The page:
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The Kennewick Courier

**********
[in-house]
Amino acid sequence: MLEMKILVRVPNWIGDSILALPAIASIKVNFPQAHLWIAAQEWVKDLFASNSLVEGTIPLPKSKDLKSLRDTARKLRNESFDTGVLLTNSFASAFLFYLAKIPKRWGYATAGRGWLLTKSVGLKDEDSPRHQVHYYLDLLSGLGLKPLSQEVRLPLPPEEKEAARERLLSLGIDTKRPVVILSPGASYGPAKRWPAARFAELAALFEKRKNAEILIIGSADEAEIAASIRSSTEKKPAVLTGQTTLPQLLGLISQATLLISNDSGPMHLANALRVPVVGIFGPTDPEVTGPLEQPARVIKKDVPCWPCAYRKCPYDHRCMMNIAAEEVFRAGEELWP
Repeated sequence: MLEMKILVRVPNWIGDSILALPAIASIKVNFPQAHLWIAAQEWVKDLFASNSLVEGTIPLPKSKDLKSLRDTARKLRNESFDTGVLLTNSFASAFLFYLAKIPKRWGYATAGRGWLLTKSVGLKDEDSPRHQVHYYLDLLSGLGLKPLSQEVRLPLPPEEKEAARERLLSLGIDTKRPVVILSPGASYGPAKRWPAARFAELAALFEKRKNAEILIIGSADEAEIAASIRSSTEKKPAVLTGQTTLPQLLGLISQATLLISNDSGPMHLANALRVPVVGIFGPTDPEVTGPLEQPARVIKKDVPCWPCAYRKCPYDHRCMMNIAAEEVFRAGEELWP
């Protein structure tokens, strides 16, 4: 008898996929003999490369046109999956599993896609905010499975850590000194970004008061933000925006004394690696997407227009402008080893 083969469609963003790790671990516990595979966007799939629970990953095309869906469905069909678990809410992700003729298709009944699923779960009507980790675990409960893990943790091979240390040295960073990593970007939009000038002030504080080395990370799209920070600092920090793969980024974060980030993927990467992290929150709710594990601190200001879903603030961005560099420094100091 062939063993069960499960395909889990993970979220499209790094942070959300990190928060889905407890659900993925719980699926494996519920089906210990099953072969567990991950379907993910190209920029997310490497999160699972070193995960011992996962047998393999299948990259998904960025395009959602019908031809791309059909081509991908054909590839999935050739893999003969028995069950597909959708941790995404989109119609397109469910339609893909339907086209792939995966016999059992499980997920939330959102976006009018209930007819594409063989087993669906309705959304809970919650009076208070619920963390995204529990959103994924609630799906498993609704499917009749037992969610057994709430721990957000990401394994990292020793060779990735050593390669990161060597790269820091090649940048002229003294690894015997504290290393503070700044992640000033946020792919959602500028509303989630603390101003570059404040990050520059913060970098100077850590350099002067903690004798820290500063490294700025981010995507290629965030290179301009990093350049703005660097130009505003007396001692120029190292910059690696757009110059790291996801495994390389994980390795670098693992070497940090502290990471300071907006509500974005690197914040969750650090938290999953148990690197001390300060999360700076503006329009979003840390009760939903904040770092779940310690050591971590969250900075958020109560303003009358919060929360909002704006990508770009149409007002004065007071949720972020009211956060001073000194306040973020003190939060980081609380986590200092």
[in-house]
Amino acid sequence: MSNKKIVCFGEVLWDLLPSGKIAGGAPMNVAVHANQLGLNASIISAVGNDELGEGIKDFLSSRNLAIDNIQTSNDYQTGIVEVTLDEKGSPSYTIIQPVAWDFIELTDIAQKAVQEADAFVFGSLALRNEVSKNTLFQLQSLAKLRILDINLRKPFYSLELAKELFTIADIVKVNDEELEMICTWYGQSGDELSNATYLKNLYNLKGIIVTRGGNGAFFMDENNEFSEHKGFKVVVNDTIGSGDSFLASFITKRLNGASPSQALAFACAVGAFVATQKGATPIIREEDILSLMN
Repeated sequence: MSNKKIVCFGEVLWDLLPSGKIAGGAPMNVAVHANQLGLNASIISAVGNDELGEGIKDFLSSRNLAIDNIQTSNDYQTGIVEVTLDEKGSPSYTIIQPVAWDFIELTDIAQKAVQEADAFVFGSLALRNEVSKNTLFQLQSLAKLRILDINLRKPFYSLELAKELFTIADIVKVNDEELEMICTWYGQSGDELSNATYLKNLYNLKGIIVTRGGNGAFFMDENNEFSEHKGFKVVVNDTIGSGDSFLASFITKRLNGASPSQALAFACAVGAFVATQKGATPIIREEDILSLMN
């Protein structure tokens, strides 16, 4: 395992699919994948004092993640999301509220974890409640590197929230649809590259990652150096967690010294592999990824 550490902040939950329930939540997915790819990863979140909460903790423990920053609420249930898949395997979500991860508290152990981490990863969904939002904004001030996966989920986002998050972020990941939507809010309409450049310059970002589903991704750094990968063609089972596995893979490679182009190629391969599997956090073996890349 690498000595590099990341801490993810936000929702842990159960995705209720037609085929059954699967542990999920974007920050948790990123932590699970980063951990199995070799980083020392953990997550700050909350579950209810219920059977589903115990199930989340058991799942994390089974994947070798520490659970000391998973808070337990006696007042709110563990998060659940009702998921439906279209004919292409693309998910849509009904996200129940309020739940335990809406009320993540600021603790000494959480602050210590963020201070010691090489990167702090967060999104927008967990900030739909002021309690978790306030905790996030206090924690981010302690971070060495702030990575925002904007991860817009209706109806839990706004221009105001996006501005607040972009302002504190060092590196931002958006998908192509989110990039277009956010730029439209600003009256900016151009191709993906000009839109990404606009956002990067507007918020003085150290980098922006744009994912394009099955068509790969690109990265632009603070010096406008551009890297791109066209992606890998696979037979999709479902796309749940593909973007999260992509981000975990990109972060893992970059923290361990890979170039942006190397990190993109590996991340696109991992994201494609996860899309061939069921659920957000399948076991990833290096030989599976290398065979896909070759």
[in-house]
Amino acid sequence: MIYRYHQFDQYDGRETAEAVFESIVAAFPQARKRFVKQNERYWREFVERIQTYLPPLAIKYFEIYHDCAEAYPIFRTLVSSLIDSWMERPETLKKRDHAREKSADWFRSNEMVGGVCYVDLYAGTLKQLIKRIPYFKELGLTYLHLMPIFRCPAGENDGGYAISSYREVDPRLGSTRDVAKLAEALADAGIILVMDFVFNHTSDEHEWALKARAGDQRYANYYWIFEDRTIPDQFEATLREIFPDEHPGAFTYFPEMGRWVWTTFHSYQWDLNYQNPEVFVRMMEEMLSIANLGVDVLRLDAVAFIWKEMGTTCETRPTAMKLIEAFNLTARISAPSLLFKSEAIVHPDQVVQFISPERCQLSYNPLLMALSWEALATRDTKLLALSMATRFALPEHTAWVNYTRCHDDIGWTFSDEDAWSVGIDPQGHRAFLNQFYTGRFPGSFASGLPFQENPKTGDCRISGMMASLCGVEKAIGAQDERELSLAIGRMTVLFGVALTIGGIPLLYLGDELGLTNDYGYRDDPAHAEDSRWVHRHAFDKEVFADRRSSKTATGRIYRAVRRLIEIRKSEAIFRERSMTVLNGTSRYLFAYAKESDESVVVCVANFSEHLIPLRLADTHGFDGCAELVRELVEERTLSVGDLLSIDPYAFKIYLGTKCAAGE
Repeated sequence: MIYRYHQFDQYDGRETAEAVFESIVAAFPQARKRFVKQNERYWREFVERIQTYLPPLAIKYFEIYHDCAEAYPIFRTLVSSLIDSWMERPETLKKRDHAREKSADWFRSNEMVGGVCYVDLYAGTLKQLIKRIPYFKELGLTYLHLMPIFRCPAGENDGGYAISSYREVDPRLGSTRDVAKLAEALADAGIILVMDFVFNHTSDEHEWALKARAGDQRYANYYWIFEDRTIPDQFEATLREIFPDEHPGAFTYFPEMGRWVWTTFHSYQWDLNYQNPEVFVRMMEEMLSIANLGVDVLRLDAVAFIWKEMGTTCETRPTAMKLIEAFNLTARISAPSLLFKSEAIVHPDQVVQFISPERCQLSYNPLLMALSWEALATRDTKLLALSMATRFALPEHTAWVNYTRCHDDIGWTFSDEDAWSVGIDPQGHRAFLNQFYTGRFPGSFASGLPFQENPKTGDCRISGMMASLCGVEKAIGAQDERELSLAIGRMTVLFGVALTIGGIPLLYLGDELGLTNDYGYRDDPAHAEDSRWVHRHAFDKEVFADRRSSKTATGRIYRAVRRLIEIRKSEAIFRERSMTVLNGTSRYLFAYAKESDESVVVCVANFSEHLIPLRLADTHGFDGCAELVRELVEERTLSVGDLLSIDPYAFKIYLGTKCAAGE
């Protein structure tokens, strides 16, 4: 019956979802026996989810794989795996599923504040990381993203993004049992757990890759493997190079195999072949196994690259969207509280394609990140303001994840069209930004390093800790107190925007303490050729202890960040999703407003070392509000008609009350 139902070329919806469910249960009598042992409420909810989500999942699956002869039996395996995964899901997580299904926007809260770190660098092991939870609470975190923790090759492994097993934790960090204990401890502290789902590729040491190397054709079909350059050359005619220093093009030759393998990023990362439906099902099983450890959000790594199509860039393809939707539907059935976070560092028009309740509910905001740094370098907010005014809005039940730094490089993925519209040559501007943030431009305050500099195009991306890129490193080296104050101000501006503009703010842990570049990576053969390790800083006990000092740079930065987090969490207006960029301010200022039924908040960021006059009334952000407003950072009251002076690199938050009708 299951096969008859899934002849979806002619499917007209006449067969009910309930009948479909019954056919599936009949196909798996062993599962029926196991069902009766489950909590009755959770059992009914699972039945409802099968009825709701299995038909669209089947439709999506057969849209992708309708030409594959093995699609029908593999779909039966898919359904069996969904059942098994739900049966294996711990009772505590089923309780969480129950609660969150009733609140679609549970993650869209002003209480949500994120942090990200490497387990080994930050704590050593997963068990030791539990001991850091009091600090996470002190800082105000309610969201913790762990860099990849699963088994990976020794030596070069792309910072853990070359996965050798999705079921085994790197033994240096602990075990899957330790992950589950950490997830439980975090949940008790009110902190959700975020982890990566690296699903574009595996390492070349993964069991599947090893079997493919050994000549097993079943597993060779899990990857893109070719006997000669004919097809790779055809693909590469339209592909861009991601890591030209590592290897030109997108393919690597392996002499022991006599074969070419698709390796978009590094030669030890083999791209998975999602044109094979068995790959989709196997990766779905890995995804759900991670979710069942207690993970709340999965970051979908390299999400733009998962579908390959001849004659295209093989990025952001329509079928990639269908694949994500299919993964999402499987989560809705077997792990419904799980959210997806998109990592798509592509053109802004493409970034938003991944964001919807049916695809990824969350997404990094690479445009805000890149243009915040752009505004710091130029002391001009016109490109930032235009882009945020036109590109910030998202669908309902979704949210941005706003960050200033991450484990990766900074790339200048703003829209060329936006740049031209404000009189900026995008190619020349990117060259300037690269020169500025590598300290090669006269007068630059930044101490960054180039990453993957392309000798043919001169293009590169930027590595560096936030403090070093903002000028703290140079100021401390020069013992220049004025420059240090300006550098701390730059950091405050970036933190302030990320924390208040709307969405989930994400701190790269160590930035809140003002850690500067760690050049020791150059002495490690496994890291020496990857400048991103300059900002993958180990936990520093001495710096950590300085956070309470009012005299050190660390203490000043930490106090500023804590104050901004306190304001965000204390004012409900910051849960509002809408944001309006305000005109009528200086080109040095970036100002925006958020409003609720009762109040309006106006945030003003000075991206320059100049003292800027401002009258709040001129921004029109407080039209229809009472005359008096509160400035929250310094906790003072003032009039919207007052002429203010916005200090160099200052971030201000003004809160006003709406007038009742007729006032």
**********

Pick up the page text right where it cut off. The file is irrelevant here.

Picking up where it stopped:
VOL. X. NO. 0 VOTE TO ANNEX; LIBRARY LOSES City's Area Increased and Special Levy Defeated at Saturday's Election The proposition to annex terri tory to tbe north and east and to the south and west of the city's boundaries, carried easily at the special election held last Saturday. The vote was favorable to annexa tion both inside the precinct and at the polling places in the outlying territory, the 12 voters in the'Olm sted territory voting solidly for an nexation. Inside the city the vote stood 14$ to 15 for annexation and t he territory to the east chose to come within the fold by a vote of 32 to 22. While no tax income from the added territory will be at the city's disposal before February, 1913, it is the intention of the council to keep their pre-election pleages and to rash street improvements in the new area as rapidly as possible. The special tax levy of one and one-half mills for the support of the public library was defeated, by a vote of 07 to til. This of course is a great disappointment to the li brary board who had hoped to be able to secure means to put the in stitution on a solid financial basis. No meeting of the trustees has been held since the election, so it is not known what course they will follow. It is likely that the reading room will be closed and that the books .will be moved to a location where they can be open to the public one or two days a week, and the ex penses thus cut to come within the small monthly appropriation now being received from the city. SMALL BLAZES, QUICKLY OUT The tire department and a large representation of the citizens of the city have rallied twice this week in response to the tire alarm. The; first fire was in the Story residence on Washington street, at present occupied by Mr. and Mrs, A. H. Wheaton, and was caused by trash in the wood box, back of the kitchen stove catching the sparks from the grate. The tire was • dscovered tirat by Mrs. Wheaton, who was lying down with a headache, in an up stairs room, and the alarm was turned in. The Story brothers were in the house at the time and Clifford Story, with the aid of a few buckets of water, beat the firemen ! to the job and averted further trouble. Monday aftern» >on the hook and ladder brigade had another merry ride and this time the residence of John Shinn was their destination. Miss Delia Shinn had been ironing with the electric iron upstairs when her brother came home and told her there would be no more current on daring the day, so she did not detach the iron or turn off the cur rent. hater she left the house and 110 one was at home when the neigh bors saw the smoke. They succeeri e'> in putting out the blaze without too aid of the department and no senous damage was done, other tuan burning up the ironing Itoard and a new dresser. fiUDKIN RE-ELECTED •'«»hn J. Rudkin was re-elected a JHemher of the council at Tuesday Il ight s meeting. His resignation two weeks ago had been accepted J the mayor and took effect just Previous to the granting of the TVater f ranchiee to the N. P. I. Co., M r W p Cl ' Kudkin is manager. " ' " a ykin s services to the city councilman have been very valu able and his re-election bv his as- unanimous, mJ 1 - ° r^'na,u ' e provided tor a <w»nazation of the health board The asse '' at the last meeting, nn* neW ai< ' will made up of '•thc"' en \ the council and two The? "1 !*' a l , P"' l| t , "l by the mayor, tli (iilir,-! vv jj] lieieafter als<i (•fe| P^' 1 ' ! ' t "'V >y tlu> ni, y°'" '"stead ieu a- heretofore. EARL ROSE SETTLES DOWN K. C. Bowers this week received a letter from his old chum, Karl B. Rose, whom he had not heard from since leaving him in Portland a couple of years ago. The letter is from Carlstadt, Alberta, and the writer says that he is married, lead ing the simple life and enjoying a surpassing state of domestic felicity upon 320 acres of the King's do main in that province. HOVER FRUIT IS EARLY THIS YEAR Quite Remarkable Showing of Well- Formed Orchard Products at Local Office The Hover company's office became the center of attraction Wednesday as soon as it was learned that a display of Hover grown fruit was on exhibition there, under the superintendence of C. Volivia, one of the prosperous farmers of the lower valley. Apricots, half grown, pears, peaches, apples, plums, wal nuts and almonds thickly clustered on branches freshly cut from the trees, were spread out for inspec tion. All of the fruit showed a wonderfully advanced stage of growth for this time of the season and ripe gooseberries and currants, which were well formed, completed the display. Thealmonds and wal nufs were of interest to the visitors. They were grown on five-year-old trees in the orchard of L. J. Dimick locatcd at the extreme south end of of the canal. Other growers who contributed were Wm. McGuire, Chas. Leibert, F. D. Parker, Jim Doyle, R. M.Cash, T. H. Dry, F. B. Doublaar and E. D. Spicer. With the exception of Mr. Leibert and Mr. Spicer who smudged twice, not one of these gentlemen have had their spring slumbers disturbed by nightmares of the smudge pot, which little instrument of torture is as destructive to a good night's sleep as the mosquito or insomnia. The ages of the trees average from two to three years. j Although it has beer, claimed for j some years that the climatic con-! ditions fourteen miles down the j valley are such that fruit in that' locality will ripen several days ahead of that which is Kennewick grown, it has never been satisfac torily demonstrated until this time that the temperature is actually several degrees warmer and the danger from frost consequently les sened' The situation of many of the orchards, under the brow of the Horse Heaven Hills, may perhaps account for this fact, as the winds are less keen. Two crates of straw berries were shipped from the patch of C. C. Oantwell, Sunday. This patch was a small one and the crates were not made up by outside contributions. The first Kenne wick grown tarries were shipped by the Kennewick District Fruit Growers Association, Saturday and the crates were made by gathering them tax by box from the various growers of the surrounding country. ! Gooseberries are being shipped daily jby F. B. Dobblaar. If fruit of i quality and quantity of the samples which were displayed can be grown in the lower valley without smudg ing and come safelv through a season which has been as unfavorable as this one, Hover bids fair to shake off her grave clothes and take her place in the limelight ( as one of the most prosperous little communities in the state. The residents of our little sister town are enthusiastic over the prospects of the biggest fruit crop ever known there. MARRIED Karl K. Montrose and Miss Ora Lee Crump were married at the home of the bride's parents, in Horse Heaven, Sunday, May 14. Rev. Burgess, of Sunnyside, per formed the ceremony. About 7-") invited guests were present. Many pretty and useful gift- were received hv the young married couple. LARGEST LOCAL CIRCULATION KENNEWICK, WASHINGTON, FRIDAY, MAY. 19,1911 TEN GRADUATE WITH HONORS Class of 1911 Receive Diplomas—Educator Bryan Tells Trend of Modern Teaching —Hamilton Girls Win Scholarships The fourth annual commence ment exercises held at the Metho dist church, last Friday evening, mark the crowning event of the high school career of 1911. On the class roll are names of students who have been the pride of their teachers, parents, and the com munity as a wßole, throughout the four years of their course and the loss of George Fredrick Richardson, President; George Albert Williams, Vice-President; Margaret Luella Crossland, Secretary; Rosella Mar ion Hamilton, Valedictorian; Mar garet Gavina Hamilton, Salutatori an; Charles Emmanuel Garber; Ruby Agnes Slaughenhaupt; Ina Rue Wright; Ethel May Ely and Floyd Bowers from the student l»ody is deeply regretted by their teachers and schoolmates. At least four of the class will go to college with the intention of taking a four years' course, two of the girls will fit themselves for a teacher's career, and four members will continue their education in the business and home life of the city and community. The church was packed to the doors. Some excitement was oc casioned by the shaking and settling of the building, due to the excavat ing which has been done under neath for putting in a basement. As a precaution for safety, Rev. Brown had placed a support under the rafters, to make them more secure but when the weight of the crowd upon the floor made the strain on the two-by-four heavier than usual, it broke, giving the audience a decided jar. The platform was lavishly dec orated with asparagus, with roses, and other cut flowers entwined about two arches of greenery, inter sperced with flowers formed an attractive background for the "sweet girl graduates" in their white gowns. Across the south end of the church, against a background of solid green was the class motto in white letters, ''Not done, just Itegun." In the processional, the high school chorus, made up of thirty picked singers from the student body, led the way from the entrance to the platform, taking seats back of the arches. After them filed the Seniors, led by the valedictorian, Miss Rosella Hamilton. After the opening chorus, selected from '"Tannhauser" and the invoca tion by Reverend Fraser, the Saluta tory was delivered by Miss Mar garet Hamilton. In a few well chosen words, she told of of the past, present and future of the class, | the work which they had accom plished as a part of the student body, their prospects and ideals. She voiced tie appreciation of the [ class for the interest of the commu nity in the schools and the efficient work of the present board of trustees in planning for educational facilities. George Richardson's discussion of the Panama Canal was'charaeter ized by depth of thought and com prehensive treatment of his subject. He pointed out that the canal was a product of American brains and American enterprise as three French companies had tried to construct an isthmian water way, ioining the two oceans, and had failed utterly in the attempt. The triumph of the American engineers is largely due, according to the view of the speaker, to the vigilence of the American physicians in the conquest of disease in the canal zone. From l'.tOf to 1007, little else was done besides waging a battle against the unsanitary living conditions and I the consequent appalling mortality. Education, comfort, and sanitation for the workmen whose presence and efficiency are the most import ant factors in the successful con sumation of the gigantic enterprize, are considered of primary importance to the U. S. Government. For this reason, thousands of dollars have been spent in exterminating the death-dealing mosquito and improv ing drainage conditions. At the present time the canal is half completed, three years ahead of schedule time, and 1914 will see it complete and perfect in construc tion, for American engineers are thorough. Mr. Richardson, in taking up the advantages of the canal to America as compared with its benefits to other countries, spoke first of home com merce which would be built up to a large extent while the foreign com merce, only, of other nations would be benefitted. Another point taken up was the additional protection af forded by the ability of the navy to gain rapid transportation through the canal in passing from coast to coast. A third point was the pres tage to be gained by the Americans' feat of engineering and the inter national reputation thus established. The successful completion of the Panama canal means that there will be closer bonds of sympathy between the nations of the earth who will be mutually benefitted by its existence. The canal is no longer a prob lematical enterprise and its import ance as an American triumph over foreign engineering methods cannot be overestimated. Miss Rosella Hamilton, in her valedictory, earnestly impressed up on her hearers, the real meaning of high school education in its relation to the School of Life, and the ful ler years which follow graduation. What four years of contact with ( schoolmates and cooperation with ! teachers is to every earnest student, 1 was clearly portrayed in her exposi-! tion life in high school. The daily routine, the association with other students with similar ambitions and ideals, under the supervision of trained minds, Miss Hamilton believes, gives a clearer conception of life and education to the Senior, which was not theirs be fore. In addition to this, high school pupils, with their mathemat ical and scientific training, are taught to reason logically and they are better equipped for solving the daily problems which they meet with in business and home life. An appreciation of books which are a means to an end, becomes a part of their personality and four years communion with the world's best poets and authors, through the medium of literature is one of the unquestionable boons of a high school course. With a broader out look onj mankind upon commence ment day, a larger mental capacity having enjoyed the habits incidental to methodical training, no graduate can say that four years in high school have been spent in vain. In conclusion, Miss Hamilton addres sed a few words of farewell to the schoolmates and friends assembled, in behalf of the class of 1911, who stand upon the threshold of a greater life, blessed with greater, oportuni ties than they have ever known be fore. Supt. Lewis, in introducing the speaker of the evening, President E. A. Bryan, at* Washington State Col lege at Pullman, spoke warmly of his work in building up to its pre (Continned <>n i-hcc PROSSER COMPANY WINS PRIZE Captain J. Kelly DePriest's crack drill team carried off first prize in competitive drill at the Knights of Pythias grand lodge at Seattle on Tuesday. It took the judges two hours to decide that the Prosser company had the best of the Tacoma Knights, who took second place. Bellingham took third prize and Enumclaw fourth. The prizes were $400, 8300, $200, and $100. SENIORS AND ALUMNI HAVE FUN AT BANQUET Commencement Week Closes with a Jolly Spread at the Hotel Kennewick As a fitting finis to the festivities of commencement week, the Alumni Association celebrated the addition of the class of 1911 to their number, by a banquet at the Kennewick Hotel, Saturday evening. The din ing room was made most attractive by the artistic arrangement of ferns, potted plants and cut flowers. With covers laid for forty guests, the tables and their appointments pre sented a picture of good cheer and hospitable fellowship to the Seniors. The menu was of six courses and t he dinner served reflects great credit upon the hotel management and chef. Supt. M. S. Lewis, as toastmaster of the evening kept up a fire of witticism and the good cheer and fun which characterized the occasion were largely due to to his talents as humorist. Prolonged applause greeted the first toast of the evening which was a clever poem of twelve verses, written and delivered by Miss Velikanje, who devoted a stanza of rhyme to each member of the class. Miss Bernice Griffeth followed with a toast to the absent few and in a few words expressed the senti ments of all present toward the absent friends and schoolmates whose memories still live in their hearts. "Reminiscences" by Miss Nima Hoadley recalled many of the events of the past years and the ghosts of other days were summoned to the feast, bringing just the shadow of sadness with the thought that they could never live again. Miss Wetmore responded with "The Future for Some of IV'- which purported to be a letter writ ten by Miss James in the course of h«r travels over the Northwest in 1921. In this many of the prom inent personages, who at present are important figures in life in High, were ludicrously portrayed, engaged in their future occupations. Miss Wetmore herself was in an institu tion for hopeless lunitics.her insan ity caused by endeavoring to teach the Kennewick high school pupils, music. G. F. Richardson, accord ing to her prophesy will not be con tented with local fame but is des tined to become mayor of Seattle. Miss Paul an ornament to her posi tion as instructress in a dancing academy in the middle west. Geo. Williams had sought seclusion from the public eye by becoming a hermit and devoting his life to writing poetry. The rare talents of Supt. Lewis were centered upon the scien tific management of a chicken ranch in California. Mr. Groom addressed the guests on "The Greater Kennewick High School" and in his talk, the humor which characterizes him was tinged with the serious in painting a bril liant future for the schools and scholars of the city. After the many affectionate trib utes which were paid to the old school which has l>een the scene of sq many trials and tribulations, not to mention the joys and victories, the alumni extended their con gratulations and "God Speeds" to the class of 1911 and "the meeting was adjourned" until 1912 when the May sunshine will again draw them together to do the honors for I another Senior Class. WHOLE NUMBER 474 OUR BERRIES FIRST AS USUAL First Crate to Spokane Brings Fifteen Dollars— Season Very Backward The first crate of Northwestern grown strawberries to reach the big markets thisyear were shipped from Kennewick to Spokane last Satur day by the Yakima Valley Fruit Growers Association. The crate brought the shippers $15. By once more getting the first berries to market, Kennewick has maintained her reputation for easi ness, and, although the cold, back ward spring has made the initial shipment about two weeks later than previous years, it seems that these conditions are general through out the Northwest. Shipments during the past week have been much slower than they should have been. The cool, cloudy weather has prevented ripening, biit the generous showers of the past few days would indicate that the berries will be of unusual size when once the real summer weather comes to put the finishing touch of red upon them. From 50 to 100 crates per day have been brought to the warehouses during the week on which the price has ranged from 8(5.00 down to $4.00. The shippers expect to begin to take in about 1000 crates per day if warm weather continues over Sunday, and car-lot shipments will be in order before the close of next week. Manager de Regt of the Fruit Growers Association estimates the year's pick at 20,000 crates. The Fruit Growers Association have the addition to their ware house completed and are ready for the rush. Manager Collins of The Chas. H. Collins Co. reports that about 50 crates of gooseberries per day have been shipped by his firm during the past week. MEMORIAL OAY Memorial Day will be celebrated this year in Kennewick with the ministers of the city and the ladies of the Relief Corps in charge. A meeting was held Saturday after noon in the Reed Hall for the pur pose of making plans for the day and although there was not a large attendance, some preparations were made and Rev. Fraser was appoint ed chairman of the committee on arrangements. The old soldiers' graves in the cemetary will be dec- • orated in the forenoon by the G. A. R. and a delegation from the Woman's Relief Corps. At noon the old soldiers and their wives will be guests of honor at a banquet which will be held in the basement of the Presbyterian Church. At three in the afternoon, exerciser will take place at one of the churches. The official prugram of the day will be printed next week and it the earnest wish of the committee that the citizens will take hold of the matter and make the day the success it ought to lie. BENEFIT TONIGHT Follow the crowd thi9 evening, to the Princes? Theatre, where the best show of the year will l>e given un der the auspices of the Nile Club. Among the several films of unusual attraction is "The Twin Cinder alias," a little romance which will appeal to "all the world that loves a lover." The members of the Twin City Philharmonic Orchestra of steen pieces, have been devoting every spare minute for the past two weeks to practice for their perform ance tonight, which promises to be spectacular in the extreme. The city's famous singers will be there and it is confidently expected that Misses (Iriffeth, Gravenslund, and Cpoper, will make good their in tentions of favoring the audience with solos. The Nile girls ask you to come and have a smile or two. Slip them a quarter and an evening »>f first class entertainment is yours.